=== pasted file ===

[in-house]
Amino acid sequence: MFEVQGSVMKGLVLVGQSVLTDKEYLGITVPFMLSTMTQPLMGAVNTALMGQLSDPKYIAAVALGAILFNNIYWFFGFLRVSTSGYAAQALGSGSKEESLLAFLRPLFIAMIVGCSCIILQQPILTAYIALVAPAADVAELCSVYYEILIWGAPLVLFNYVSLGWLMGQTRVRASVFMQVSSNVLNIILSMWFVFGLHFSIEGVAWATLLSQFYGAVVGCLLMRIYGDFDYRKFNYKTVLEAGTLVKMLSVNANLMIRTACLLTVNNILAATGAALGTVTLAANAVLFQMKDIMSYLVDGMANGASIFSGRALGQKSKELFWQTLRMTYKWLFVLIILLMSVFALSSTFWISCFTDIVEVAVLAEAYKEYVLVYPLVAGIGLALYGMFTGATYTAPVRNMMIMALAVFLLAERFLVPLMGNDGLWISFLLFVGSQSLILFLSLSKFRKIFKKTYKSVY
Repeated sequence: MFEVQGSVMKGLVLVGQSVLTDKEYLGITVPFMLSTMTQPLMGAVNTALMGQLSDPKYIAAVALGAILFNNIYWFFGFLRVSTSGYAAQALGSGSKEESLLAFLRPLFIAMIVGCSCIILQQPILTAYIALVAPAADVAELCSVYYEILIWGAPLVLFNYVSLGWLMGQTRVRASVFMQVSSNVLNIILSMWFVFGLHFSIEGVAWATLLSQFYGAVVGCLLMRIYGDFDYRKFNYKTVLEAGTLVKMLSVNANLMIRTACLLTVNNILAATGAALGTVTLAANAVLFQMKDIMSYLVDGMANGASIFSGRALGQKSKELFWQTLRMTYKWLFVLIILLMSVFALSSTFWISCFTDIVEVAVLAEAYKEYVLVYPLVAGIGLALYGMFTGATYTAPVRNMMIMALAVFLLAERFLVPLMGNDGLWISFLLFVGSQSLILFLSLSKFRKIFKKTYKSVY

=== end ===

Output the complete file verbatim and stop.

[in-house]
Amino acid sequence: MFEVQGSVMKGLVLVGQSVLTDKEYLGITVPFMLSTMTQPLMGAVNTALMGQLSDPKYIAAVALGAILFNNIYWFFGFLRVSTSGYAAQALGSGSKEESLLAFLRPLFIAMIVGCSCIILQQPILTAYIALVAPAADVAELCSVYYEILIWGAPLVLFNYVSLGWLMGQTRVRASVFMQVSSNVLNIILSMWFVFGLHFSIEGVAWATLLSQFYGAVVGCLLMRIYGDFDYRKFNYKTVLEAGTLVKMLSVNANLMIRTACLLTVNNILAATGAALGTVTLAANAVLFQMKDIMSYLVDGMANGASIFSGRALGQKSKELFWQTLRMTYKWLFVLIILLMSVFALSSTFWISCFTDIVEVAVLAEAYKEYVLVYPLVAGIGLALYGMFTGATYTAPVRNMMIMALAVFLLAERFLVPLMGNDGLWISFLLFVGSQSLILFLSLSKFRKIFKKTYKSVY
Repeated sequence: MFEVQGSVMKGLVLVGQSVLTDKEYLGITVPFMLSTMTQPLMGAVNTALMGQLSDPKYIAAVALGAILFNNIYWFFGFLRVSTSGYAAQALGSGSKEESLLAFLRPLFIAMIVGCSCIILQQPILTAYIALVAPAADVAELCSVYYEILIWGAPLVLFNYVSLGWLMGQTRVRASVFMQVSSNVLNIILSMWFVFGLHFSIEGVAWATLLSQFYGAVVGCLLMRIYGDFDYRKFNYKTVLEAGTLVKMLSVNANLMIRTACLLTVNNILAATGAALGTVTLAANAVLFQMKDIMSYLVDGMANGASIFSGRALGQKSKELFWQTLRMTYKWLFVLIILLMSVFALSSTFWISCFTDIVEVAVLAEAYKEYVLVYPLVAGIGLALYGMFTGATYTAPVRNMMIMALAVFLLAERFLVPLMGNDGLWISFLLFVGSQSLILFLSLSKFRKIFKKTYKSVY